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There's something defeating about writing about DeMarcus Cousins. Because regardless of what's written, or angles taken, there's the knowledge that a majority of people won't budge from their very opinionated stance on the Sacramento big man. Cousins represents the modern day internet - where there are two, and only two, very distinct camps. Filled by an unusually large amount of people who claim to be watching Sacramento Kings games very frequently.
  1. DeMarcus Cousins is the absolute best
  2. DeMarcus Cousins is the absolute worst

Let me at least set the table: The Sacramento Kings currently sit at 1 - 7. They're better than their record suggests, but they're also far from good. What's worse is that their chances of becoming good are fairly minimal. They currently have 62 million dollars in committed salary next season, and 46 the following season if Rudy Gay elects to take his player option. If their pick falls outside of the top 10 either this season or next they must give it up to the Chicago Bulls. Their first round pick (eight overall) from last year was traded for cap space. And they just benched their first round pick (seventh overall) from the year prior.

Their franchise center is good. In fact, very good. But he's shown himself incapable of carrying the load completely by himself. That's most likely because he's not one roughly one (maybe two) player/s in the world who are capable of doing that. While there's a lot to debate about Cousins, we know definitively that he needs some level of surrounding talent (something he's lacked) for his team to be successful. Some consistently at the head coach position probably wouldn't hurt either.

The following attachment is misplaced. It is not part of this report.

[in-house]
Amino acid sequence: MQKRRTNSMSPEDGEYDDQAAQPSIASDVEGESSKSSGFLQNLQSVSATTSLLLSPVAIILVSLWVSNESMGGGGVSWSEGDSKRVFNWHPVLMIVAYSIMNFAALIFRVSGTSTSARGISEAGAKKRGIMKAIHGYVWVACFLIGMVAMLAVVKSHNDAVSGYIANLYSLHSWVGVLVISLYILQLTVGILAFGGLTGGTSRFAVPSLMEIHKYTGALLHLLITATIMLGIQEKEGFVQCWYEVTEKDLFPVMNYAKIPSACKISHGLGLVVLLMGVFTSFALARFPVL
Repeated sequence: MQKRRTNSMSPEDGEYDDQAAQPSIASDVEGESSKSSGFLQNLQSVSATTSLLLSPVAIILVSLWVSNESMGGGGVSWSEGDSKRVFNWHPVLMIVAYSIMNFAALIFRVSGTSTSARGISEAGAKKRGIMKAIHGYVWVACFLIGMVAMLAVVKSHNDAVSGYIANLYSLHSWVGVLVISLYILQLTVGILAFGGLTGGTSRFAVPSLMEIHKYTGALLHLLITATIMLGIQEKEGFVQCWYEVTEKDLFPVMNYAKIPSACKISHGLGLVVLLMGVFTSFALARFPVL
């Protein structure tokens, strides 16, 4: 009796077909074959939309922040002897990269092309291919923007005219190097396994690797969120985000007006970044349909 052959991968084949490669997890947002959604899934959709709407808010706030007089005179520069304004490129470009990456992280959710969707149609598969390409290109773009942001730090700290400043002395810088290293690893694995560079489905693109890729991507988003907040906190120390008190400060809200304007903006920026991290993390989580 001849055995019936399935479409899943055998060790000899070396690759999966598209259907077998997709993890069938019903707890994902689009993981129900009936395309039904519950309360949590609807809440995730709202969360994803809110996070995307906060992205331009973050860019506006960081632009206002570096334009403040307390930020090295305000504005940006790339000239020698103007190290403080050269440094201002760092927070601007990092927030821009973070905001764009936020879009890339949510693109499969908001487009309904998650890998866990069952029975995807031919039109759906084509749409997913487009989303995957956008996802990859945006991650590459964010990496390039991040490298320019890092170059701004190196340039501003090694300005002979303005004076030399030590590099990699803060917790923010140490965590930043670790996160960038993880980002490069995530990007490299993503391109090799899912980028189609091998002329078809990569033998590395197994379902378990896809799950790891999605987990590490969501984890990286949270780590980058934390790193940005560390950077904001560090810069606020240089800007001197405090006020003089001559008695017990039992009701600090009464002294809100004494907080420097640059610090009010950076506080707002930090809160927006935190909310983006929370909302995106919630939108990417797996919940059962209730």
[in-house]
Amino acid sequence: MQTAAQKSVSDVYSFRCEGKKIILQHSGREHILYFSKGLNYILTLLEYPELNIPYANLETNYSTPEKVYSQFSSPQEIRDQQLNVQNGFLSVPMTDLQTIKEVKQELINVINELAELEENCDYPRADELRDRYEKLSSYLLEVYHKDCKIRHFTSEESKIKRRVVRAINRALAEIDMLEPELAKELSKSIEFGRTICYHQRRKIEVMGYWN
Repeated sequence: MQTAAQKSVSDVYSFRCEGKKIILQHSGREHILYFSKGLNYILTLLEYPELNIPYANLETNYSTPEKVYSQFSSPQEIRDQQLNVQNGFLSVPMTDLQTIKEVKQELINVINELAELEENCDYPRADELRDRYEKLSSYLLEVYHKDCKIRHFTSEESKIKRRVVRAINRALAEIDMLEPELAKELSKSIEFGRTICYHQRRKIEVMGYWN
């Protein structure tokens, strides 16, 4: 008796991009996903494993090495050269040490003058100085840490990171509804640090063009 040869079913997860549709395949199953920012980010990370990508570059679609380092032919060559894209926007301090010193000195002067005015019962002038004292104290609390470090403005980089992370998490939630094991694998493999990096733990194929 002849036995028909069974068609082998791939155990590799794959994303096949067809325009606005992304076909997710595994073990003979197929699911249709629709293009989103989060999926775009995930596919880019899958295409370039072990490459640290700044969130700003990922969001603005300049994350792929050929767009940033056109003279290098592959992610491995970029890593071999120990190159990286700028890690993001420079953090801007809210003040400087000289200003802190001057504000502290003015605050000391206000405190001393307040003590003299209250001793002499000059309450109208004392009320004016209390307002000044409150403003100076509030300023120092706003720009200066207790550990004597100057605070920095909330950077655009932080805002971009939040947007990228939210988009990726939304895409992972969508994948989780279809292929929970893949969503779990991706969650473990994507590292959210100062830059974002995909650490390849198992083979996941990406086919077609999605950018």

The Kings are unlikely to be able to provide either of those two things to DeMarcus by the time his next contract is up (the summer of 2018), and you'd think that it may be time for them to seriously consider trading the Kentucky product.

That's where the Boston Celtics come in. And by now, I'm guessing you've figured out what the trade proposal is: Brooklyn's unprotected first (and David Lee) for DeMarcus Cousins.

Cousins represents a lot of what the Boston Celtics are looking at. He's a twenty five year old center who produces today (last season putting up over 24 points, 12 rebounds, 3.5 rebounds, 1.5 steals and 1.5 blocks per game), on a very good contract (for reference; DeAndre Jordan, Brook Lopez, Enes Kanter and Tristan Thomas all signed more lucrative contracts this past season) that would still leave the Celtics with upwards of 50 million dollars in cap room. On top of what Cousins delivers today, he could feasibly get better: he still needs to work on cutting down his turnovers, and becoming more efficient with his shooting. Whether those warts are simply a product his frustration w/ a situation, or just his own stubbornness is debatable.

That's why he comes with such a cost. Brooklyn's first round pick, which seems like a lock to fall in the top three. While the draft traditionally presents a lot of unknown, the top of this year's class seems to be fairly strong. Having a young, franchise altering player under your control for his first seven seasons presents a whole mess of good. The kind of good you might not get from a 'hot-headed' big who's due for a contract extension in a few years.


Start Your Morning Off With.. Andre Drummond freakin' Drummond, man


MattDotRich 11/10/2015 09:27:00 AM Edit
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